Paolo Soleri is Hot Again


Creative Commons CodyR

In the sixties, Paolo Soleri coined words like "ecotecture" and "arcology" to define his concepts for dense, energy efficient, car-free cities. Generations of architecture students, including this writer, made the pilgrimage to Arcosanti, his prototype arcology with a projected population of 5,000. Thirty-five years later it has a population of about sixty, but the Soleri who seemed like such a nut not so long ago is suddenly looking very smart. Steve Rose writes about it in the Guardian, and visits the 89 year old Soleri.

Creative Commons RileyOne

"It was not a community for community's sake, eating tofu and giving each other back rubs," says Roger Tolman, who oversaw construction. "It was the opposite of the hippy scene: a community of construction workers. If you were going to be here, you were going to work - harder than you'd ever worked in your life."

Soleri was on the fringe of the architectural world for years but as Rose writes:

Rather than a "crazy guy" ranting in the wilderness, Soleri has proved to be a voice of reason. Nobody wanted to hear his diagnosis of the ills of US society, but it has been proved right - the car-centric, inefficient, horizontal suburban model has left us in poor shape to cope with climate-change problems. Yet Soleri is sceptical of new-found admirers of his philosophy. "They take a very shallow understanding of it," he says. In Soleri's view, we need to reformulate, rather than simply reform, our strategy for civilisation. His outlook is not hopeful. "Materialism is, by definition, the antithesis of green," he says. "We have this unstoppable, energetic, self-righteous drive that's innate in us, but which has been reoriented by limitless consumption. Per se, it doesn't have anything evil about it. It's a hindrance. But multiply that hindrance by billions, and you've got catastrophe." ::Guardian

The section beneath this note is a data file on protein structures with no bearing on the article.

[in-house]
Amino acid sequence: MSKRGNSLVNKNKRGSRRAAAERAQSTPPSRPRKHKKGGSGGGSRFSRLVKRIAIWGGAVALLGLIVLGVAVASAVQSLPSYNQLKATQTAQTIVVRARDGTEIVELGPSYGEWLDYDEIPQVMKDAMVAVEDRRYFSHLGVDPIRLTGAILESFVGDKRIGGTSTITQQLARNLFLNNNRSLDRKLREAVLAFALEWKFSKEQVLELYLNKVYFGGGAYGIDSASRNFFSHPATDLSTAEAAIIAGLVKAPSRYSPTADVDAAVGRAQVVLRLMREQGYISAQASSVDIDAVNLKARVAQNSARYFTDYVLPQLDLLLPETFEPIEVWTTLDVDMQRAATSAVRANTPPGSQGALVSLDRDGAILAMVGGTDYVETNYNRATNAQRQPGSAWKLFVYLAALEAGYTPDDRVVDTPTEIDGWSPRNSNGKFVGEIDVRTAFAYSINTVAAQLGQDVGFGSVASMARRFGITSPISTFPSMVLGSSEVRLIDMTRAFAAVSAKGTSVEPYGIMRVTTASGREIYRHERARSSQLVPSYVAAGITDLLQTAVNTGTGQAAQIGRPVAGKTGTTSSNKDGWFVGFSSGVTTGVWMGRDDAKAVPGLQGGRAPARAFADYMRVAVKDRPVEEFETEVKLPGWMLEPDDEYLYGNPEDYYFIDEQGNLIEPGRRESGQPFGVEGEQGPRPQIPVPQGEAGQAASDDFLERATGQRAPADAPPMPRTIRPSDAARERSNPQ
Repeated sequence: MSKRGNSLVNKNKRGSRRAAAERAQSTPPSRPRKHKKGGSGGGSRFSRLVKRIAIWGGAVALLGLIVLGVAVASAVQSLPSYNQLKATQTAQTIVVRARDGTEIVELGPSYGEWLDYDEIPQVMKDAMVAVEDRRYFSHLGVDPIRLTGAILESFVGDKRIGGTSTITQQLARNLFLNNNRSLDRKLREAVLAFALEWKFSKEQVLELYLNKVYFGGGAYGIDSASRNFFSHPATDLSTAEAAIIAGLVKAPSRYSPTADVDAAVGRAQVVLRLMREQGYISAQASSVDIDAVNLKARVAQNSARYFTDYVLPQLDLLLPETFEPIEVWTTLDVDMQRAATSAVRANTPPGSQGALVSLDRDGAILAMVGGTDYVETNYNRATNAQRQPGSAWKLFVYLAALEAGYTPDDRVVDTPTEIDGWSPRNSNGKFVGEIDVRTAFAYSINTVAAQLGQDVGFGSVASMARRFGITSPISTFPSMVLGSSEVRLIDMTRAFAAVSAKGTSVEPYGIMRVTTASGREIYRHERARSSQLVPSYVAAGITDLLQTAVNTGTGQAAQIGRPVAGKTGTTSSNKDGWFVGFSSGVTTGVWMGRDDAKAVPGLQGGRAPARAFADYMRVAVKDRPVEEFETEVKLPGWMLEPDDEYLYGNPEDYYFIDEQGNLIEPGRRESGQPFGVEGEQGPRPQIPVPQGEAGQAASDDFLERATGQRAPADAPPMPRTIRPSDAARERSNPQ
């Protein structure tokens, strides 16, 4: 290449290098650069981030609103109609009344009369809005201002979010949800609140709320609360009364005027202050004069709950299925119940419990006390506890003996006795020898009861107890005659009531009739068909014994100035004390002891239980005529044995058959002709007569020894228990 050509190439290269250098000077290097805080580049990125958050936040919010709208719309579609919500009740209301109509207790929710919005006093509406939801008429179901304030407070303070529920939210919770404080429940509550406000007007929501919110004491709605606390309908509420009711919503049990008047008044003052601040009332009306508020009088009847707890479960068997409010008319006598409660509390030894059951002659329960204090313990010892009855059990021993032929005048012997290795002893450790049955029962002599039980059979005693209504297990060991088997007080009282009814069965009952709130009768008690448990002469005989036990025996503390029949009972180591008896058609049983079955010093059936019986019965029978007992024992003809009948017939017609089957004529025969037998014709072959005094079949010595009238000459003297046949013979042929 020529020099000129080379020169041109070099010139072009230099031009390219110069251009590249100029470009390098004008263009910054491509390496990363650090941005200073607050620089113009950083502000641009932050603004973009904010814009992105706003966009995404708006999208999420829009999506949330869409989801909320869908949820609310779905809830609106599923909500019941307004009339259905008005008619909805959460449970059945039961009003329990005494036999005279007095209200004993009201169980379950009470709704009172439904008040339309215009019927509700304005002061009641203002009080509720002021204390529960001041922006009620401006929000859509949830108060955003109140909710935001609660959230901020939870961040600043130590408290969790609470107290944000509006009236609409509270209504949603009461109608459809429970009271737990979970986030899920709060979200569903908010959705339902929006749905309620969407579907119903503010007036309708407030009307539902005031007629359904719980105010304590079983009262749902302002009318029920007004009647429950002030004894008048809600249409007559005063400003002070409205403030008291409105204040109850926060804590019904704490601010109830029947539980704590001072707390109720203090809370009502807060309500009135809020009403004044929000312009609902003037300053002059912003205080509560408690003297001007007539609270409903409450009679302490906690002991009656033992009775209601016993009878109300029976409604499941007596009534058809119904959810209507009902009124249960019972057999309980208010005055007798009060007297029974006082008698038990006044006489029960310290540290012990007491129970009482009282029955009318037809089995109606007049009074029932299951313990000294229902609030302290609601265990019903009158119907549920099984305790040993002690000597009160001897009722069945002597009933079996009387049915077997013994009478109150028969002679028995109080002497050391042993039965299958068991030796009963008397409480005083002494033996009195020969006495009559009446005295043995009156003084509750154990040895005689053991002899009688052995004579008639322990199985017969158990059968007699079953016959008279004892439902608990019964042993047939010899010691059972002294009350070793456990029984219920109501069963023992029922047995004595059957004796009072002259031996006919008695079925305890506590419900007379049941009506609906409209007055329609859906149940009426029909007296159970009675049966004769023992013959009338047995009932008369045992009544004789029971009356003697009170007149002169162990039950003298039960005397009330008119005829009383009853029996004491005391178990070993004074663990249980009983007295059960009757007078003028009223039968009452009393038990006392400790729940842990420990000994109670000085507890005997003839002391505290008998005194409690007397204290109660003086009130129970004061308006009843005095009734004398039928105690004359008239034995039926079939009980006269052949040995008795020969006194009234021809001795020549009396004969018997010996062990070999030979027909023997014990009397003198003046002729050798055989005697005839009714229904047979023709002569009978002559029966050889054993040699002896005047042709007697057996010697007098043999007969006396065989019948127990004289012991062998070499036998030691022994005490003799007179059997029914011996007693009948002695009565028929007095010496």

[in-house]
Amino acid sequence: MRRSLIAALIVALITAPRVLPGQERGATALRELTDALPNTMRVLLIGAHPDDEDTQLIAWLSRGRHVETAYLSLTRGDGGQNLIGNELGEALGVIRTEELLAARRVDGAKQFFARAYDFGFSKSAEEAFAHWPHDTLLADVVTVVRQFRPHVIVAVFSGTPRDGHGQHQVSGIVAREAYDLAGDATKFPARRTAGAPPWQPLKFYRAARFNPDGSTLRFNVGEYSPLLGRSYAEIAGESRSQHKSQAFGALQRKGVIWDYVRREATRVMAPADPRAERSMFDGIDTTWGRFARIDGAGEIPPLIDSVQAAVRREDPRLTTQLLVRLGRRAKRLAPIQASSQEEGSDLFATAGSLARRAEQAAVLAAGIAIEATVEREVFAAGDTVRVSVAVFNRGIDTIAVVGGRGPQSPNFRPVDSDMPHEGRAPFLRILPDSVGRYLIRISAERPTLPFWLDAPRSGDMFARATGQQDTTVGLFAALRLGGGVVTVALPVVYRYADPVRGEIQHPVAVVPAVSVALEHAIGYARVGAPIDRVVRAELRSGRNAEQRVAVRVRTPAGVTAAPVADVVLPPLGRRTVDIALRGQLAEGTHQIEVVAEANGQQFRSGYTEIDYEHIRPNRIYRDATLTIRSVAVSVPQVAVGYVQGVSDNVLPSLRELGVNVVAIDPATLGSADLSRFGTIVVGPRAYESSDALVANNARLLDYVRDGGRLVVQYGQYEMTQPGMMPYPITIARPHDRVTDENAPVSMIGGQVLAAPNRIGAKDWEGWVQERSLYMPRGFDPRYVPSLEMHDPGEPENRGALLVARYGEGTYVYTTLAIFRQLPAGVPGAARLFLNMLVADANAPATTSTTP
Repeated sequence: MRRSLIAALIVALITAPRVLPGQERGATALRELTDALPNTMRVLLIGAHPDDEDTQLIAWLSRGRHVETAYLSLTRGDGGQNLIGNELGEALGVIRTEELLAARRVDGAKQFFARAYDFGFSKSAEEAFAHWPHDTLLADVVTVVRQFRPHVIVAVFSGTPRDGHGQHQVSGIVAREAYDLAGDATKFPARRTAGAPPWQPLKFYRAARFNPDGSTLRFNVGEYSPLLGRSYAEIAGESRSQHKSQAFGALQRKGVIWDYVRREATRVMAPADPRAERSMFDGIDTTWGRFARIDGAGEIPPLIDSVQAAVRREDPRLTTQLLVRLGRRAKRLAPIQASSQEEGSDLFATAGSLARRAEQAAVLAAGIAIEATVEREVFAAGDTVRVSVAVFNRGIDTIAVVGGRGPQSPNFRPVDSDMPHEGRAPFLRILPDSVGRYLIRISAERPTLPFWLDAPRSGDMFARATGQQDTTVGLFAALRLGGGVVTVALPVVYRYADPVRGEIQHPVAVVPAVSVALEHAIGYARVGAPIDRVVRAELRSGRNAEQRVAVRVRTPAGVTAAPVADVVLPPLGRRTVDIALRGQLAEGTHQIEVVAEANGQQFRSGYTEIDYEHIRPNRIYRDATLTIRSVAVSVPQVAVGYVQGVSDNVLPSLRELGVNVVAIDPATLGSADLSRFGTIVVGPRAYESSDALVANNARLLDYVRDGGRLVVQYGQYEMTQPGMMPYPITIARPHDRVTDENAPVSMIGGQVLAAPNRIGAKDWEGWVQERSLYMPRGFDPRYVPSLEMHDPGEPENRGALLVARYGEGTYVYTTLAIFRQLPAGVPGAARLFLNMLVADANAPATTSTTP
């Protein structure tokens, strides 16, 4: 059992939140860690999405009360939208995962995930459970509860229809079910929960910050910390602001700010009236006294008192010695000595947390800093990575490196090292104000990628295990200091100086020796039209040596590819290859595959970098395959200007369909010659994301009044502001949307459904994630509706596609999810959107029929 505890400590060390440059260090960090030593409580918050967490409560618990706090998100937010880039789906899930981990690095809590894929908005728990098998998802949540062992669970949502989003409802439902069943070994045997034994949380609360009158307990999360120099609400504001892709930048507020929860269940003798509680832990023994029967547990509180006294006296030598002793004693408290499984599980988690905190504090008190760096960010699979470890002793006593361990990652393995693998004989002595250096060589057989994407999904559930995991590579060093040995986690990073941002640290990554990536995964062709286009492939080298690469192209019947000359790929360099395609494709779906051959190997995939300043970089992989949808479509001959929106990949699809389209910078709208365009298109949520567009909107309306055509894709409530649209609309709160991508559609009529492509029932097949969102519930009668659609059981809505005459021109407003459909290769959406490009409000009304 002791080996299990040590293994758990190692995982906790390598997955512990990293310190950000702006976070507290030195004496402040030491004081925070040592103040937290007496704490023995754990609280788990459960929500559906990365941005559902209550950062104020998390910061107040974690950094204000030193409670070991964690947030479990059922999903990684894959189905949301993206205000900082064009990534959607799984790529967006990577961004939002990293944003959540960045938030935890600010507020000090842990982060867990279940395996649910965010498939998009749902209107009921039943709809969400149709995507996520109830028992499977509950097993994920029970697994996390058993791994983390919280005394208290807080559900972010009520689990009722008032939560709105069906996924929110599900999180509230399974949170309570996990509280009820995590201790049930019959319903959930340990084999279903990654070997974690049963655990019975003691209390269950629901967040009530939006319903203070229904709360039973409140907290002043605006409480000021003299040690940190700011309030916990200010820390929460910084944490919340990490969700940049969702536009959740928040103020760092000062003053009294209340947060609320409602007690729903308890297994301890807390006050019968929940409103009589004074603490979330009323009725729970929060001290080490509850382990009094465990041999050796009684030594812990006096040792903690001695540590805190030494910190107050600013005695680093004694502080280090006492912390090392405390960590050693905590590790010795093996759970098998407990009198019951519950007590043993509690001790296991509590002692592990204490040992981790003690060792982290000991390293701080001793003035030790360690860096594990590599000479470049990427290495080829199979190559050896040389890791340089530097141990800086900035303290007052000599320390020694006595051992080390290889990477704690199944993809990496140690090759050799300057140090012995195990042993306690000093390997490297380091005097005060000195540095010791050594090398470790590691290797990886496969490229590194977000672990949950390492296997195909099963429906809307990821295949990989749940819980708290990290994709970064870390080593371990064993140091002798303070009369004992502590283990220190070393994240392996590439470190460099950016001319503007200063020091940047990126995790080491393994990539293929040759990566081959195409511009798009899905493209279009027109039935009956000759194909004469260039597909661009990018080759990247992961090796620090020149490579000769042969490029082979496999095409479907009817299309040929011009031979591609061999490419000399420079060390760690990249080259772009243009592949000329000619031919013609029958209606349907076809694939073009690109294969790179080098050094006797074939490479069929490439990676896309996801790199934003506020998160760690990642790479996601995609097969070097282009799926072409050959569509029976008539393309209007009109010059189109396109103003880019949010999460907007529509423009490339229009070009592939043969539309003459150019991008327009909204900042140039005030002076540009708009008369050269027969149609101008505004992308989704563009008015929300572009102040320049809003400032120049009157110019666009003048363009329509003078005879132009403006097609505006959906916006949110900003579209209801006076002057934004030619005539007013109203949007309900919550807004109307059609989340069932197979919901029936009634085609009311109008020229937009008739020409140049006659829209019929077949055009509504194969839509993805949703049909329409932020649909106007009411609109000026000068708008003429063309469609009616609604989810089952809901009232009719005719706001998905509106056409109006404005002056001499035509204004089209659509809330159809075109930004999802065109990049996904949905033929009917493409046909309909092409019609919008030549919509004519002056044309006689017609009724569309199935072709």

More Soleri in TreeHugger
Arcosanti: "A Utopian Well in the Desert"
The TH Interview: Tony Brown and the Ecosa Institute
CarFree City, USA: Walk Away From Oil

Tags: Arizona | Designers | Green Building | Urban Planning

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